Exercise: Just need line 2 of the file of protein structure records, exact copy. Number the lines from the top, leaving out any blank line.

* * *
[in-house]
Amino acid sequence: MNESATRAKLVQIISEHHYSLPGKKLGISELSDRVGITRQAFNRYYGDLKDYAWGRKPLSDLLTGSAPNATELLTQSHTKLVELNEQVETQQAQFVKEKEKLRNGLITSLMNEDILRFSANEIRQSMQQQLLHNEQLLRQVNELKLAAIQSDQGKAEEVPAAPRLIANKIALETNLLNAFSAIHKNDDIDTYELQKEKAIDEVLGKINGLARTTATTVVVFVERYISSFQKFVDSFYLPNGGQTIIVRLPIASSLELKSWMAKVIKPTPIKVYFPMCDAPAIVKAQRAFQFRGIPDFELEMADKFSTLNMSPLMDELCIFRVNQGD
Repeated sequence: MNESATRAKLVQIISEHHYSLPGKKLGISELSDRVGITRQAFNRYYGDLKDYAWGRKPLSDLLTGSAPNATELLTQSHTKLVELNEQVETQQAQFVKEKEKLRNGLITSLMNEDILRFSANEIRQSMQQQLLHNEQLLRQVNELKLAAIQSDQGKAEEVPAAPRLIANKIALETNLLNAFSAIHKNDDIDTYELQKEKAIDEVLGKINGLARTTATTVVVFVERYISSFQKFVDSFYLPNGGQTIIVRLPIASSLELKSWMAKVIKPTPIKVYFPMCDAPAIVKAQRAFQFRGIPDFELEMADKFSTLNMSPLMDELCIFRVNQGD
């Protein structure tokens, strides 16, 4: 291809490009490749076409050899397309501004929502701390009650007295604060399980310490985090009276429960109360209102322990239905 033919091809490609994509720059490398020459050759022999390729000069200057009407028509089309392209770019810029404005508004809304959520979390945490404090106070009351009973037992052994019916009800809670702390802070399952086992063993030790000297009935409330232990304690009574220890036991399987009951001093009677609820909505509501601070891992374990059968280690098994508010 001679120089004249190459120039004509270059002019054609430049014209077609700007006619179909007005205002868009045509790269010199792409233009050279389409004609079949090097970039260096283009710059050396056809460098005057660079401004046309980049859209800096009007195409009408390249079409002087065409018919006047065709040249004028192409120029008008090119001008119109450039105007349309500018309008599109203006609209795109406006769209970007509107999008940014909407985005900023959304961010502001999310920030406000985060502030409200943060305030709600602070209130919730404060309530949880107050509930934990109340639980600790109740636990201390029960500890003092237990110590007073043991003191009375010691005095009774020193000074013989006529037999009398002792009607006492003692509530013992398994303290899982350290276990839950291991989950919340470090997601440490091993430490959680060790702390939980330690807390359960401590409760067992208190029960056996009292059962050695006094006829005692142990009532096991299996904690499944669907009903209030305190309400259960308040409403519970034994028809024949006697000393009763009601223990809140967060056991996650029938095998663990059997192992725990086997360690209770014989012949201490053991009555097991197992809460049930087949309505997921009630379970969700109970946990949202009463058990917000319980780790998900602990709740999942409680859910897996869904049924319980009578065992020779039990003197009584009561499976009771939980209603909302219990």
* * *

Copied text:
Amino acid sequence: MNESATRAKLVQIISEHHYSLPGKKLGISELSDRVGITRQAFNRYYGDLKDYAWGRKPLSDLLTGSAPNATELLTQSHTKLVELNEQVETQQAQFVKEKEKLRNGLITSLMNEDILRFSANEIRQSMQQQLLHNEQLLRQVNELKLAAIQSDQGKAEEVPAAPRLIANKIALETNLLNAFSAIHKNDDIDTYELQKEKAIDEVLGKINGLARTTATTVVVFVERYISSFQKFVDSFYLPNGGQTIIVRLPIASSLELKSWMAKVIKPTPIKVYFPMCDAPAIVKAQRAFQFRGIPDFELEMADKFSTLNMSPLMDELCIFRVNQGD